Overall: 8.5/10 crisp, delicate, and has a wonderful aroma

Flavor: 9/10 easily one of my all-time favorite white-tea blends

Richness: 4/10 pretty standard for a white-tea

Price: $15 / 50 bags

Cheers,

D.

Today’s review is on Argo Tea’s ChariTea blend, the proceeds from which go to many different fair-trade funds and global charities. The picture above is of Argo Tea’s pre-made ChariTea, as I was unable to find a decent picture of the loose tea, which comes in the same container. A quick aside, I purchased a container of this very unique tea in Chicago, during Lollapalooza 2012. A severe rain storm caused the park to evacuate, and my two friends and I had to take shelter in a little Argo Tea cafe to let the torrential downpour pass. Fun times!So, the tea (which can be found at this link). This is a tisane (herbal tea) blend of hibiscus petals and pollen, dried cherries, and crushed vanilla bean. The aroma of this tea, both dry and when steeping, is absolutely incredible, and is extremely pungent, evoking a strong, tart wine aroma. The teas a very beautiful crimson red, and tends to leave a good bit of sediment at the bottom of the glass from the hibiscus pollen. I was under the assumption that this would be a very flavorful, stand-alone blend, which turned out to be an understatement. This is hands-down the strongest flavored tea/tisane I have ever made. In fact, it’s almost too strong. The flavor is heavy with the tartness of the dried cherries, but the vanilla is smooth and tapers-off very nicely. I think hibiscus petals were an obvious choice as abase for this tea, as they handle strong flavors well (have any of you guys ever eaten candied hibiscus flowers? so delicious.. <3).
Overall, I don’t think that this is something I would ever make straight again. However, I have found that is is an excellent add-in (in small doses) to a fruitier black tea or rooibos blend. Also, I am eager to try steeping this straight and adding a splash to some fresh-made lemonade. Finally, I would be remiss without giving credit to the artisans at Argo Tea for such an incredibly unique blend.Overall (as a stand-alone): 4/10 absolutely too pungent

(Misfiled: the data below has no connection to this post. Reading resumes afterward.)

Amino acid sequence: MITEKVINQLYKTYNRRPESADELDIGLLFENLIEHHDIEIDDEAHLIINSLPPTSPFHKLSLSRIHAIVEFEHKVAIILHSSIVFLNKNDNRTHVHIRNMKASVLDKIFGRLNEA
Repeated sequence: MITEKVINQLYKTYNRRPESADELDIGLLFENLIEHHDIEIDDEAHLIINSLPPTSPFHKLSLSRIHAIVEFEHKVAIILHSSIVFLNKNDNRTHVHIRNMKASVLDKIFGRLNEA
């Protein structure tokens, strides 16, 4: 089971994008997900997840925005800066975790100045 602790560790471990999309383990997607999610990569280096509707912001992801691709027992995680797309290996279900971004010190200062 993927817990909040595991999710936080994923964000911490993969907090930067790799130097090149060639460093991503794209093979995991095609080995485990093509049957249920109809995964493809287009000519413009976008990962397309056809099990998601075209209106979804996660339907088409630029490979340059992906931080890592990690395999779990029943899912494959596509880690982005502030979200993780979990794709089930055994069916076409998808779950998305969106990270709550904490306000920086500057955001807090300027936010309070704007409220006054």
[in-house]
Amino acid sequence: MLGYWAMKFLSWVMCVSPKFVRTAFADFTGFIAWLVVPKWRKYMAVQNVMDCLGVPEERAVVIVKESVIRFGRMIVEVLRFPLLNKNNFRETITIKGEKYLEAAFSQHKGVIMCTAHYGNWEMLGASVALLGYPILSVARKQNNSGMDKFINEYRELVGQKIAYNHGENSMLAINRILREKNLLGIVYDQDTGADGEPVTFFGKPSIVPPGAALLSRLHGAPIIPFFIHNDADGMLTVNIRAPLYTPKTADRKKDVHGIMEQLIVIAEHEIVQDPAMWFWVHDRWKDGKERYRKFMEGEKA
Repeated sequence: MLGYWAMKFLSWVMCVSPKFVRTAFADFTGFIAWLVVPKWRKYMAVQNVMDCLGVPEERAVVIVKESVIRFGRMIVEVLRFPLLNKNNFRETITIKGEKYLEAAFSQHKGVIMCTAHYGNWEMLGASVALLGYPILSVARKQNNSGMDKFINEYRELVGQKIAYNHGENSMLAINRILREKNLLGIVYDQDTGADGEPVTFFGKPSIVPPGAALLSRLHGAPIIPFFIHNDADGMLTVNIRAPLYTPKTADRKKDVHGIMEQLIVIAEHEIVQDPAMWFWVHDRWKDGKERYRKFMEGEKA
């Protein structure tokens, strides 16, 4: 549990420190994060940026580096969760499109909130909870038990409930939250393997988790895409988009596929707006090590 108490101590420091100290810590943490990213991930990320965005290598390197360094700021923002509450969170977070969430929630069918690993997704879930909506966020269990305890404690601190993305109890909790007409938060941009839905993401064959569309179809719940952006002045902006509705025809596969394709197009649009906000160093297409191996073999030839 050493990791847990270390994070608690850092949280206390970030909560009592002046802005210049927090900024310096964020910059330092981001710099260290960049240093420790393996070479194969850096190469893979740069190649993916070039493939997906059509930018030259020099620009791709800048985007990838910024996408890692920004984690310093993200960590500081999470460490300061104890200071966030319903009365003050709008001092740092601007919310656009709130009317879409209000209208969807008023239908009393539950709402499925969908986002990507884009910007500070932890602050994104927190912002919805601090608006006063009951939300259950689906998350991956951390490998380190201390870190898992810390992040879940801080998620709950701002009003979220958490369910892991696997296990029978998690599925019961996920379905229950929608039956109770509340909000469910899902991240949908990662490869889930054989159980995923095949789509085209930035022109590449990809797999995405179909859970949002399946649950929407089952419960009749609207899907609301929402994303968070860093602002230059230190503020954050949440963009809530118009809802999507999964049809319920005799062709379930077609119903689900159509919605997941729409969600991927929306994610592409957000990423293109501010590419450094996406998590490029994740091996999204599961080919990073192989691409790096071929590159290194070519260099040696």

Overall (as an add-in): 9/10 such unique tartness, and the vanilla is wonderful
Flavor: 7/10 extra points for uniqueness of flavor
Richness: 10/10 Holy crap…
Price (for the loose tea, not the pre-made drink): $12.95 / 4.9 oz 
Cheers,
D.

Today’s review is on Argo Tea’s ChariTea blend, the proceeds from which go to many different fair-trade funds and global charities. The picture above is of Argo Tea’s pre-made ChariTea, as I was unable to find a decent picture of the loose tea, which comes in the same container. A quick aside, I purchased a container of this very unique tea in Chicago, during Lollapalooza 2012. A severe rain storm caused the park to evacuate, and my two friends and I had to take shelter in a little Argo Tea cafe to let the torrential downpour pass. Fun times!

So, the tea (which can be found at this link). This is a tisane (herbal tea) blend of hibiscus petals and pollen, dried cherries, and crushed vanilla bean. The aroma of this tea, both dry and when steeping, is absolutely incredible, and is extremely pungent, evoking a strong, tart wine aroma. The teas a very beautiful crimson red, and tends to leave a good bit of sediment at the bottom of the glass from the hibiscus pollen. I was under the assumption that this would be a very flavorful, stand-alone blend, which turned out to be an understatement. This is hands-down the strongest flavored tea/tisane I have ever made. In fact, it’s almost too strong. The flavor is heavy with the tartness of the dried cherries, but the vanilla is smooth and tapers-off very nicely. I think hibiscus petals were an obvious choice as abase for this tea, as they handle strong flavors well (have any of you guys ever eaten candied hibiscus flowers? so delicious.. <3).

Overall, I don’t think that this is something I would ever make straight again. However, I have found that is is an excellent add-in (in small doses) to a fruitier black tea or rooibos blend. Also, I am eager to try steeping this straight and adding a splash to some fresh-made lemonade. Finally, I would be remiss without giving credit to the artisans at Argo Tea for such an incredibly unique blend.

Overall (as a stand-alone): 4/10 absolutely too pungent

Overall (as an add-in): 9/10 such unique tartness, and the vanilla is wonderful

Flavor: 7/10 extra points for uniqueness of flavor

Richness: 10/10 Holy crap…

Price (for the loose tea, not the pre-made drink): $12.95 / 4.9 oz 

Cheers,

D.